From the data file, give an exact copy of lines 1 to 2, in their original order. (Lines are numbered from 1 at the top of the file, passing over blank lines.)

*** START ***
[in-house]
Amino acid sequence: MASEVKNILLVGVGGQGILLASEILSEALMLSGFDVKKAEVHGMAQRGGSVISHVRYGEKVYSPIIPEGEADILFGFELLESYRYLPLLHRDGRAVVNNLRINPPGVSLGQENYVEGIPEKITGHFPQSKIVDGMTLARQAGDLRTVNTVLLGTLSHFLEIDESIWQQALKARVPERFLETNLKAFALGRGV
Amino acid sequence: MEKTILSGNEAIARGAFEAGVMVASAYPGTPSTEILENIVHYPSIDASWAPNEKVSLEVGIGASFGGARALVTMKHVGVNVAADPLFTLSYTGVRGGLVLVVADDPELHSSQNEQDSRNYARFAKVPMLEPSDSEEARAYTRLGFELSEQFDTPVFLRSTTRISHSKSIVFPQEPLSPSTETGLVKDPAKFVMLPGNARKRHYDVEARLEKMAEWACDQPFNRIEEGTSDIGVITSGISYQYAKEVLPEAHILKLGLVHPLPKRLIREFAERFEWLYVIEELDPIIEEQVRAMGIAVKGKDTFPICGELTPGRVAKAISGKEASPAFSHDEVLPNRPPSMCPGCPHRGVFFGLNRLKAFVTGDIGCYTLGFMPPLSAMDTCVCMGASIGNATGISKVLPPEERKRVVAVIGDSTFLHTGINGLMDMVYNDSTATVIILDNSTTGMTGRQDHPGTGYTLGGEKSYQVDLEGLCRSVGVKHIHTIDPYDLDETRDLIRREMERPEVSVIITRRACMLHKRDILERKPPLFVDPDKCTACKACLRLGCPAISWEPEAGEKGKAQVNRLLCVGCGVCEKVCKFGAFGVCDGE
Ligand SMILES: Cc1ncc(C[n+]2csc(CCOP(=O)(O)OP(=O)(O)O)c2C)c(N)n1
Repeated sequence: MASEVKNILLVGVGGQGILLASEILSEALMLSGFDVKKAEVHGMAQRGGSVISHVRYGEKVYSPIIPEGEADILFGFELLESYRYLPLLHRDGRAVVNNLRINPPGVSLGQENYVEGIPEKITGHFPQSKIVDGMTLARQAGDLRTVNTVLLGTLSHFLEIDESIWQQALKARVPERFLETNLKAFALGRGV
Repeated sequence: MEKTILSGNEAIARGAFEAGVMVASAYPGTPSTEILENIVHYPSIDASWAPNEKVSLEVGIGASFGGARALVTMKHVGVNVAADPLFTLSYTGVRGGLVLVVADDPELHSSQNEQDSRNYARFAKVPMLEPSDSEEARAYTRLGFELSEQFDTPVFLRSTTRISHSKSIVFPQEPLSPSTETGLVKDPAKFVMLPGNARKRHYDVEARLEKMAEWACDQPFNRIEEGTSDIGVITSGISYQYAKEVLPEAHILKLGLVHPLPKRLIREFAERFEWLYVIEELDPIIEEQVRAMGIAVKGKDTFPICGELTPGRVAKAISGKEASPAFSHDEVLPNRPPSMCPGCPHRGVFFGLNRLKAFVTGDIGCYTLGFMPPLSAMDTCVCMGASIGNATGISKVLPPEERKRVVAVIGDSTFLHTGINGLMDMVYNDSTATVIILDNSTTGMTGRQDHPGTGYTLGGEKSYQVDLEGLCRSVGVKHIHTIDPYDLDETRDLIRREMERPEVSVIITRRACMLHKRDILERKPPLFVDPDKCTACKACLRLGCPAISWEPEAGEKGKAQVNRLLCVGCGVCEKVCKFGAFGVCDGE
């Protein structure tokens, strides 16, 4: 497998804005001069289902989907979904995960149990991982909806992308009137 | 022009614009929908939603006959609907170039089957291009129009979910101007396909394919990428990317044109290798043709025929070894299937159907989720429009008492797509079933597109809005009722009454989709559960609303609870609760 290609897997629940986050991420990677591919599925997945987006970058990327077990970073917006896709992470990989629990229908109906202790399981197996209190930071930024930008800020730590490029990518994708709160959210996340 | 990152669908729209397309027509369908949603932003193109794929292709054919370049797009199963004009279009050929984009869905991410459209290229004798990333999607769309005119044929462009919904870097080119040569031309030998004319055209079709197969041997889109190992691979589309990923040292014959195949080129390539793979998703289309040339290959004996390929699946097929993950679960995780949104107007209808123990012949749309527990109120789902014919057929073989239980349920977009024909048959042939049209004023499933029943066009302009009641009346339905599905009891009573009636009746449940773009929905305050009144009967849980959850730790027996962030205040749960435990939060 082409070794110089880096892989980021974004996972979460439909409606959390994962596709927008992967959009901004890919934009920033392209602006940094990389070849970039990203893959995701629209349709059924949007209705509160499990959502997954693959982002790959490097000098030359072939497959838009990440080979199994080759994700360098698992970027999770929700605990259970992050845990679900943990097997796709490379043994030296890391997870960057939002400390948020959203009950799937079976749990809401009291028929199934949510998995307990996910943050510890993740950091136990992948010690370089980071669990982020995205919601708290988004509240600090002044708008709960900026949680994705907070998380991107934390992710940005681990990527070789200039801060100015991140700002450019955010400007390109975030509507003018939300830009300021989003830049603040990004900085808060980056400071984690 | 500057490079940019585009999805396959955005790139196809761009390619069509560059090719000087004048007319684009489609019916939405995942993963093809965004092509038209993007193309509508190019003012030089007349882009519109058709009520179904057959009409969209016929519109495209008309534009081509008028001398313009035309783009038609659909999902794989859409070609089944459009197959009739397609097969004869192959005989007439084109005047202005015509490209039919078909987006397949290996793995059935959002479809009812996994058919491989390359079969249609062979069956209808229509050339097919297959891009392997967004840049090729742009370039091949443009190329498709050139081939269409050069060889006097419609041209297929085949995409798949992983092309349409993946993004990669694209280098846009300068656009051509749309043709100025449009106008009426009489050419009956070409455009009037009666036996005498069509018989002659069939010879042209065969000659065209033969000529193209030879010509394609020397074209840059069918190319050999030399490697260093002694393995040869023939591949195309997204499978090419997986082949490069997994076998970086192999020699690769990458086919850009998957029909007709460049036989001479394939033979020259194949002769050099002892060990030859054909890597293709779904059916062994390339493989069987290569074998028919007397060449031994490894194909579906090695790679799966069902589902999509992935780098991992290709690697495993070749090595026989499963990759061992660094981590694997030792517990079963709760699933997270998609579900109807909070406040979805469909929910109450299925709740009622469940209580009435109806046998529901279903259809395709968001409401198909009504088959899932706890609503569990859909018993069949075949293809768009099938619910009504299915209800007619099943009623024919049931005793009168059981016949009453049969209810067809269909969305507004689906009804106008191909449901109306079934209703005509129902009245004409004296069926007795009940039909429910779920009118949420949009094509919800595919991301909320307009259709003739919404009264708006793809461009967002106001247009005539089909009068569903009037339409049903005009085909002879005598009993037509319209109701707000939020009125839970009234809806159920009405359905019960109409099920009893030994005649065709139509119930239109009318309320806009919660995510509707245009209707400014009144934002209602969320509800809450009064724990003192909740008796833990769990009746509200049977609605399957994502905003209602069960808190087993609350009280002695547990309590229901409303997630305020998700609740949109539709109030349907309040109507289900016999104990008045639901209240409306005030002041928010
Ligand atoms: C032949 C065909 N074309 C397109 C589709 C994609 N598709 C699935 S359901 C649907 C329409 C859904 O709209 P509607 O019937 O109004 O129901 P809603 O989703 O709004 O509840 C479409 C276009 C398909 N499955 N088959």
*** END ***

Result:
[in-house]
Amino acid sequence: MASEVKNILLVGVGGQGILLASEILSEALMLSGFDVKKAEVHGMAQRGGSVISHVRYGEKVYSPIIPEGEADILFGFELLESYRYLPLLHRDGRAVVNNLRINPPGVSLGQENYVEGIPEKITGHFPQSKIVDGMTLARQAGDLRTVNTVLLGTLSHFLEIDESIWQQALKARVPERFLETNLKAFALGRGV